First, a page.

Seeing how RVs are made is pretty interesting. Most companies aren’t letting the public tour the line while it’s in operation due to ongoing COVID restrictions. However, I was able to see the plants after the employees left. What did this tell me? Processes.
One of the places we visited in Indiana was the Rockwood-Flagstaff factory in Millersburg, where you’re as likely to be waiting behind an Amish buggy at a traffic signal as a truck delivering RV parts or RVs.
What was being built when I visited was the Rockwood Mini Lite 2205S (Flagstaff sells the same model as the Micro Lite 22FBS). It’s a nifty couple’s camper that checks almost all of our boxes as we shop for our next RV.
Guilty, Your Honor
I have written before that I like the Rockwood/Flagstaff products quite a bit – and there are good reasons. Rather than being a brand allegiance, the company just does things that I think make a difference over the long haul.
For example, they use a Dexter Torflex® suspension system and Goodyear Endurance tires that they fit them with a tire pressure monitoring system. They have frameless windows (lower maintenance), and vacuum-laminated walls including slide boxes. Even the roof/ceiling and all the lamination is done in-house. The company has also upgraded the builds to include Azdel wall substrate – which is a waterproof material.
If another company did things the same way I’d feel just as strongly about their product. But typically where a lot of travel trailers fall short is on suspensions in particular. My own Rockwood trailer probably has between 20,000-25,000 miles on it. The towing experience and durability of the trailer is partially due to a good suspension system, in my opinion.
What’s inside the Rockwood Mini Lite 2205S
Taking the tour of the trailers being built, this model isn’t very large, at under 23’ in overall length. But it does offer good space and can be used even with the slide room in. That’s a biggie for the way I travel.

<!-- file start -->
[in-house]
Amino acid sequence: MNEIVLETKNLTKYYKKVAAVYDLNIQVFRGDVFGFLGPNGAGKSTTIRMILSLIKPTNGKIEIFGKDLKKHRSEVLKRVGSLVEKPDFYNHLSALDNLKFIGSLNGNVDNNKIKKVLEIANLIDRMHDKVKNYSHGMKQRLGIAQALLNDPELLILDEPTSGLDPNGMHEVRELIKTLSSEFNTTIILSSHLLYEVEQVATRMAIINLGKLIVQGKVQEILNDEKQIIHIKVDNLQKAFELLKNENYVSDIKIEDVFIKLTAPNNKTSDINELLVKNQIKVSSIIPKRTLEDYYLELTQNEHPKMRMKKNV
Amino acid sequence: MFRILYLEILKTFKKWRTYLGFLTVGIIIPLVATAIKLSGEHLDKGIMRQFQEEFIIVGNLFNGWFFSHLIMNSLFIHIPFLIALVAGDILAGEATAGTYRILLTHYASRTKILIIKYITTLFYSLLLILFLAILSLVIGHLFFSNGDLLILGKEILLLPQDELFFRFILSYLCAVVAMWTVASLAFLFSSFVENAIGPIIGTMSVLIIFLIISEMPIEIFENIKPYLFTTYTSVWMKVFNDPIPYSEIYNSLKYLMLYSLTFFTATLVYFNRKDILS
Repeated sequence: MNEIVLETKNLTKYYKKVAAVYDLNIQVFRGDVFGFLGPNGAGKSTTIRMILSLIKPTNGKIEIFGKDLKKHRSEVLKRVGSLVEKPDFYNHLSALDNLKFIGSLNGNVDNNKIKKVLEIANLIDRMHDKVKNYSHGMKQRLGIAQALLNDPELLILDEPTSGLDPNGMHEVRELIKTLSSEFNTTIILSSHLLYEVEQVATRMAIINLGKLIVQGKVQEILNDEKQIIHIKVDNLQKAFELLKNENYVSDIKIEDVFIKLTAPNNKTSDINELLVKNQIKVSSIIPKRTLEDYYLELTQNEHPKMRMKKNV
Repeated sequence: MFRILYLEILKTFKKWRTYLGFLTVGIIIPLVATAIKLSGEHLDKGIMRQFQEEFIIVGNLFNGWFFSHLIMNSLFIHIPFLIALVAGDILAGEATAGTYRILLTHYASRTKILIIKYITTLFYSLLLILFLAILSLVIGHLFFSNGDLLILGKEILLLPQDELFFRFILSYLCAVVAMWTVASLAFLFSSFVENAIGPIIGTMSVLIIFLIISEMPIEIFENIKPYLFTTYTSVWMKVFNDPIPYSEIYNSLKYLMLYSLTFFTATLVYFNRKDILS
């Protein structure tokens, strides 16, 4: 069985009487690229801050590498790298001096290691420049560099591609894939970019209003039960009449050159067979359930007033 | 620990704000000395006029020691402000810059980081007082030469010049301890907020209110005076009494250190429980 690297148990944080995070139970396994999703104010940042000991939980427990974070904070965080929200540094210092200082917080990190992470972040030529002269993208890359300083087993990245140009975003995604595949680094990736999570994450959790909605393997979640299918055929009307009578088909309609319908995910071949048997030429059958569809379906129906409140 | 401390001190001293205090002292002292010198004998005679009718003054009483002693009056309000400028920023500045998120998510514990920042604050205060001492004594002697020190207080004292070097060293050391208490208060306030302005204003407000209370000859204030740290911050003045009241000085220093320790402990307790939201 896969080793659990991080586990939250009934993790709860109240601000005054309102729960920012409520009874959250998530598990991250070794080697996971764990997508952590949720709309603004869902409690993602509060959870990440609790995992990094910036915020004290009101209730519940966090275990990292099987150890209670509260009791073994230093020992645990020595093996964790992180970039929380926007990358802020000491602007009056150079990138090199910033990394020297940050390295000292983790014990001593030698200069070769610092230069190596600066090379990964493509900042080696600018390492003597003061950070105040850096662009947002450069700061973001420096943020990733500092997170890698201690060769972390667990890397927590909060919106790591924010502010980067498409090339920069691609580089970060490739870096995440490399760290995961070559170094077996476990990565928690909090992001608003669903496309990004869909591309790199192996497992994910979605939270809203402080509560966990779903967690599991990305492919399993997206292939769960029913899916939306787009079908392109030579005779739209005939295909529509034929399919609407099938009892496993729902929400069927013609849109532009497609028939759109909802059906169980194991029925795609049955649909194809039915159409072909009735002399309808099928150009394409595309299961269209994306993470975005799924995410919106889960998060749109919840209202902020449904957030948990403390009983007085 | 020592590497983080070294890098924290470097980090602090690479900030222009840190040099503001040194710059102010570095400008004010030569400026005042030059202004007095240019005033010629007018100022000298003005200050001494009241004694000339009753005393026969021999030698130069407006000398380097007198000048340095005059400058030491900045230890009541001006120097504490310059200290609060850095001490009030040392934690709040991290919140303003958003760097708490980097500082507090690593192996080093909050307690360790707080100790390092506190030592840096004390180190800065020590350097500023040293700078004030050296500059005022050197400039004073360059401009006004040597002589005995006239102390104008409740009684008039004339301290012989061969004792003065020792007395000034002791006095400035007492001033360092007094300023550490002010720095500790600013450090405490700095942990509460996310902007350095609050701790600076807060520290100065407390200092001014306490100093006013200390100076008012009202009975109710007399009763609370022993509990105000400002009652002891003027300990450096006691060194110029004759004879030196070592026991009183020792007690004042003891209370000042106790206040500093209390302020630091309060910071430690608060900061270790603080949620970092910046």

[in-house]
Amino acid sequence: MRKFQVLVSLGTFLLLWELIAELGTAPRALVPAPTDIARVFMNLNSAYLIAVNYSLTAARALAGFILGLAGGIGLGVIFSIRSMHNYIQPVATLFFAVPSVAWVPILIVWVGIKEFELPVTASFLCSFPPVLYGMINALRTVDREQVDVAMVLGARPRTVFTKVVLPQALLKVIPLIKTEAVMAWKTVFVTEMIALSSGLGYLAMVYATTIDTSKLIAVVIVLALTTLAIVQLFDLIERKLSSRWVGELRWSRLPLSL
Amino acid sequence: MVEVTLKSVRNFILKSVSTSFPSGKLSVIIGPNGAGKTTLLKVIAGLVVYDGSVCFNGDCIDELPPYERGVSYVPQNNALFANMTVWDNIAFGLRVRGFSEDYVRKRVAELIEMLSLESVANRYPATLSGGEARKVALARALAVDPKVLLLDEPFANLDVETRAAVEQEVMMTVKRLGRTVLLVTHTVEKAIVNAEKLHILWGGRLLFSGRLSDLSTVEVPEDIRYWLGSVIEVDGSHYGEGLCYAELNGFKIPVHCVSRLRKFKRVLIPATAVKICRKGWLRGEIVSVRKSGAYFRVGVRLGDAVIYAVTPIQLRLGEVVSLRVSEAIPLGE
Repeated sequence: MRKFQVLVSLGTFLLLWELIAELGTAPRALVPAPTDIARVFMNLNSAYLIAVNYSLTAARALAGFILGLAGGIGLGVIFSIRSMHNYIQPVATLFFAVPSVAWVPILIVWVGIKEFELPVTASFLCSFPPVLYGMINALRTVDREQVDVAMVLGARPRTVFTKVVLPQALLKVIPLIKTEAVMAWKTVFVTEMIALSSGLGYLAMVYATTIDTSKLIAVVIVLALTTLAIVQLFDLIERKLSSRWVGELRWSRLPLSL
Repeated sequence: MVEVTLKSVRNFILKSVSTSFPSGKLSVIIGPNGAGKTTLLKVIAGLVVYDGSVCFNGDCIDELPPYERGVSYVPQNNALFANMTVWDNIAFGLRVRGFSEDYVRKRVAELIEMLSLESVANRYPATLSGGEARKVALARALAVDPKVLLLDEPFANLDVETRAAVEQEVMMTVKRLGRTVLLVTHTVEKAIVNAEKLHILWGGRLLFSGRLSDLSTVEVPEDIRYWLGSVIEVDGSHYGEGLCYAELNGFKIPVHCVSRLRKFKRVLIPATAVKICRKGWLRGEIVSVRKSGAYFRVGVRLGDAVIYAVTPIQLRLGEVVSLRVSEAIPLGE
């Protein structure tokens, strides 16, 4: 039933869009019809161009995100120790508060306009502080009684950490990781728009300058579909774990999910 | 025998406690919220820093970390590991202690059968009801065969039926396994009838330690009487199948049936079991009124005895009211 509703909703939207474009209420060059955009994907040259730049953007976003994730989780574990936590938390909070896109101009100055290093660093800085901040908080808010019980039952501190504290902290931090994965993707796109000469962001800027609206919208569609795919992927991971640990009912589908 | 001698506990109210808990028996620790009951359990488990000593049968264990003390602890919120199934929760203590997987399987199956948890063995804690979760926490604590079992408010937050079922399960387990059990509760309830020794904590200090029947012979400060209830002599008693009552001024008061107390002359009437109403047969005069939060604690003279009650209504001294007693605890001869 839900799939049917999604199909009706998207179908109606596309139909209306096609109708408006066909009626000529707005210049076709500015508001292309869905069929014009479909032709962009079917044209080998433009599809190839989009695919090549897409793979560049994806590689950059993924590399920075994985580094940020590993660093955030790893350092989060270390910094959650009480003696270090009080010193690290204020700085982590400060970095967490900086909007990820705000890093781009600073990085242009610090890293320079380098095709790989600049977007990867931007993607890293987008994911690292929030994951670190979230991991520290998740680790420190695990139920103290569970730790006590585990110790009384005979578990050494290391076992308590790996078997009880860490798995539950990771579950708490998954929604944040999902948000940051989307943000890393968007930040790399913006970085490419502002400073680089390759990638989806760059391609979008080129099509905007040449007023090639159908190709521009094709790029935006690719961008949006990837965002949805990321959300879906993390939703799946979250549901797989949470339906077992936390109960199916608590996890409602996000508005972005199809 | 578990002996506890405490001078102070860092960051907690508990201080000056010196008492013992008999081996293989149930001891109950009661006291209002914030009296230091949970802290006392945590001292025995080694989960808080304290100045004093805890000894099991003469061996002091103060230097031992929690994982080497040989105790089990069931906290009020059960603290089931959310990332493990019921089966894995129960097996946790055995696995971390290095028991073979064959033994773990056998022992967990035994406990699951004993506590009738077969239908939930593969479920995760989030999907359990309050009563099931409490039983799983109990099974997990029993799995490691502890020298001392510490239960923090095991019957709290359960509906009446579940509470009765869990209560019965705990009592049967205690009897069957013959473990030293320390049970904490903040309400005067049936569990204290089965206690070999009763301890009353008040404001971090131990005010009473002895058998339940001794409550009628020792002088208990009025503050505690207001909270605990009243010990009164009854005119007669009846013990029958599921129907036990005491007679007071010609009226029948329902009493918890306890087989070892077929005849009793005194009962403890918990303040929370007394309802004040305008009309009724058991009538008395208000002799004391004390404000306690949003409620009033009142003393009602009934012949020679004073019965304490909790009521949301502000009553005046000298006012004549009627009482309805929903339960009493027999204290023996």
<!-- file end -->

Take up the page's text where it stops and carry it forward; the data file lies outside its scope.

Stepping inside, the first thing you come to is the refrigerator. You can choose the traditional gas-electric fridge or move to a 12-volt DC compressor fridge. That comes with an upgraded electrical package including a 190-watt solar panel on the roof, charge controller and a 1,000-watt inverter.
There is also a closet/pantry space right by the door. It has adjustable or removable shelves and also a hanging bar – so it could either be for food or clothes or both. This trailer comes with a flat-top griddle (a Suburban model similar to a Blackstone) and a table. So you have an outdoor kitchen and the pantry by the door could be the source of some supplies for that kitchen.
I also like that there’s a space below the pantry for shoes.
Next up is the bathroom. It is a corner bathroom but is decently spacious with a porcelain toilet and a corner shower with radius glass shower doors. There’s also linen storage and a sink in here, and this is where you’ll find the high-performance vent fan.
The main living space and slide room
Back in the main living space on the road side is another large storage space but with fixed shelves, although this one is relatively deep. Next to that is the slide room which also has some depth to it. It houses the theater seats, which are standard. You can also get this model with a booth dinette or even table and chairs. Rockwood-Flagstaff are also distinctive in that they offer a lot of options and upgrades.
There is also a small storage space along the ceiling of the slide room but with drop-down doors. Not sure why these aren’t hinged at the sides.
Some buyers might not be thrilled by the carpet in the slide room. Speaking of carpet, you’ll find more on either side of the bed in carpeted boxes along the sides leading up to the bedside tables on either side of the bed.
On the road side are both 110vac and 12-volt plugs along with the control for the inverter and then the bedside table top. On the camp side there’s a drawer. Above either of these is a hanging closet – but it’s a bit of a reach with that “box” next to the bed.